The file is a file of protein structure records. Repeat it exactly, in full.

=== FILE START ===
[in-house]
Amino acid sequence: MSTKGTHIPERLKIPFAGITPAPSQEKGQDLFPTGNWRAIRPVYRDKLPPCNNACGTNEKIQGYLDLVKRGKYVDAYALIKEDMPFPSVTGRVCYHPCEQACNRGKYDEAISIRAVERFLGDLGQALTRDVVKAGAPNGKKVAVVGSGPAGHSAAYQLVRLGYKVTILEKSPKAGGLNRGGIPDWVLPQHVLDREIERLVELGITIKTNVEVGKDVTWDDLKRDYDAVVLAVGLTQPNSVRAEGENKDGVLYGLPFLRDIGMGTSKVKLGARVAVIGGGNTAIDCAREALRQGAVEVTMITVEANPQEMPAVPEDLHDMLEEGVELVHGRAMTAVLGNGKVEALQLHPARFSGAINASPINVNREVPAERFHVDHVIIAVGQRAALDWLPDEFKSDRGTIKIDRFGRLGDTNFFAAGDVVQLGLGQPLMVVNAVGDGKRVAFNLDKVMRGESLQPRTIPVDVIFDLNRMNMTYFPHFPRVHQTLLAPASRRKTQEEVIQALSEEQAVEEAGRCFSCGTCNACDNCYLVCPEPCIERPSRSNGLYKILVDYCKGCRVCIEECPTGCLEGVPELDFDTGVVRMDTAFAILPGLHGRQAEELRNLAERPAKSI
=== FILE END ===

[in-house]
Amino acid sequence: MSTKGTHIPERLKIPFAGITPAPSQEKGQDLFPTGNWRAIRPVYRDKLPPCNNACGTNEKIQGYLDLVKRGKYVDAYALIKEDMPFPSVTGRVCYHPCEQACNRGKYDEAISIRAVERFLGDLGQALTRDVVKAGAPNGKKVAVVGSGPAGHSAAYQLVRLGYKVTILEKSPKAGGLNRGGIPDWVLPQHVLDREIERLVELGITIKTNVEVGKDVTWDDLKRDYDAVVLAVGLTQPNSVRAEGENKDGVLYGLPFLRDIGMGTSKVKLGARVAVIGGGNTAIDCAREALRQGAVEVTMITVEANPQEMPAVPEDLHDMLEEGVELVHGRAMTAVLGNGKVEALQLHPARFSGAINASPINVNREVPAERFHVDHVIIAVGQRAALDWLPDEFKSDRGTIKIDRFGRLGDTNFFAAGDVVQLGLGQPLMVVNAVGDGKRVAFNLDKVMRGESLQPRTIPVDVIFDLNRMNMTYFPHFPRVHQTLLAPASRRKTQEEVIQALSEEQAVEEAGRCFSCGTCNACDNCYLVCPEPCIERPSRSNGLYKILVDYCKGCRVCIEECPTGCLEGVPELDFDTGVVRMDTAFAILPGLHGRQAEELRNLAERPAKSI